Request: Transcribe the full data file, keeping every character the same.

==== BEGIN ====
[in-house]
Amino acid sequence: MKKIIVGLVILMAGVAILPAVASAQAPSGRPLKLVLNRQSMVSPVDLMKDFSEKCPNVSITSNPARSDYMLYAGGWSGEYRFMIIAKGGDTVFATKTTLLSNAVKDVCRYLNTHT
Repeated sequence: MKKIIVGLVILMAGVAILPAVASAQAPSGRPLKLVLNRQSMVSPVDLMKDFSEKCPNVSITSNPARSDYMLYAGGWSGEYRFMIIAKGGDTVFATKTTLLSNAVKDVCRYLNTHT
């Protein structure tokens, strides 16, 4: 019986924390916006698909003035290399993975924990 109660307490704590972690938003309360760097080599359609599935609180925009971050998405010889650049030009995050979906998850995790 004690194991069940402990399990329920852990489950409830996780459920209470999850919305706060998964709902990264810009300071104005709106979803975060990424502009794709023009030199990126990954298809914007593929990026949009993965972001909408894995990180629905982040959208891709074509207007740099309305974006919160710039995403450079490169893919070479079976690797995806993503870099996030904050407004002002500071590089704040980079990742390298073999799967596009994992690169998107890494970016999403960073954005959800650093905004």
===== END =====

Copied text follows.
[in-house]
Amino acid sequence: MKKIIVGLVILMAGVAILPAVASAQAPSGRPLKLVLNRQSMVSPVDLMKDFSEKCPNVSITSNPARSDYMLYAGGWSGEYRFMIIAKGGDTVFATKTTLLSNAVKDVCRYLNTHT
Repeated sequence: MKKIIVGLVILMAGVAILPAVASAQAPSGRPLKLVLNRQSMVSPVDLMKDFSEKCPNVSITSNPARSDYMLYAGGWSGEYRFMIIAKGGDTVFATKTTLLSNAVKDVCRYLNTHT
């Protein structure tokens, strides 16, 4: 019986924390916006698909003035290399993975924990 109660307490704590972690938003309360760097080599359609599935609180925009971050998405010889650049030009995050979906998850995790 004690194991069940402990399990329920852990489950409830996780459920209470999850919305706060998964709902990264810009300071104005709106979803975060990424502009794709023009030199990126990954298809914007593929990026949009993965972001909408894995990180629905982040959208891709074509207007740099309305974006919160710039995403450079490169893919070479079976690797995806993503870099996030904050407004002002500071590089704040980079990742390298073999799967596009994992690169998107890494970016999403960073954005959800650093905004």